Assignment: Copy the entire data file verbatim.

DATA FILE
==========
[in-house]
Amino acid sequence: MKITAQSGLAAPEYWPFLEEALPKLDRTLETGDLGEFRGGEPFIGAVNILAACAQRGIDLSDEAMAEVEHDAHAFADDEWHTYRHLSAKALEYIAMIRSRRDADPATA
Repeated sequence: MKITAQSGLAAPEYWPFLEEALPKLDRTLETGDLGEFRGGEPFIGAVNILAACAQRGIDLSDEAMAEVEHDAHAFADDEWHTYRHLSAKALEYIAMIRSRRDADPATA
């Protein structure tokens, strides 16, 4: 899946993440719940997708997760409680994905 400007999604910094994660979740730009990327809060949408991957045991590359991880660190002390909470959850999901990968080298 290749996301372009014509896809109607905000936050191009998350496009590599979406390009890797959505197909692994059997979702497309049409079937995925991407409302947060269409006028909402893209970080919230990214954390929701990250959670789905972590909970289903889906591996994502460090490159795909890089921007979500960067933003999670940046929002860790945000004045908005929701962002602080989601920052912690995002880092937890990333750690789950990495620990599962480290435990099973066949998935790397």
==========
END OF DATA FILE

[in-house]
Amino acid sequence: MKITAQSGLAAPEYWPFLEEALPKLDRTLETGDLGEFRGGEPFIGAVNILAACAQRGIDLSDEAMAEVEHDAHAFADDEWHTYRHLSAKALEYIAMIRSRRDADPATA
Repeated sequence: MKITAQSGLAAPEYWPFLEEALPKLDRTLETGDLGEFRGGEPFIGAVNILAACAQRGIDLSDEAMAEVEHDAHAFADDEWHTYRHLSAKALEYIAMIRSRRDADPATA
């Protein structure tokens, strides 16, 4: 899946993440719940997708997760409680994905 400007999604910094994660979740730009990327809060949408991957045991590359991880660190002390909470959850999901990968080298 290749996301372009014509896809109607905000936050191009998350496009590599979406390009890797959505197909692994059997979702497309049409079937995925991407409302947060269409006028909402893209970080919230990214954390929701990250959670789905972590909970289903889906591996994502460090490159795909890089921007979500960067933003999670940046929002860790945000004045908005929701962002602080989601920052912690995002880092937890990333750690789950990495620990599962480290435990099973066949998935790397």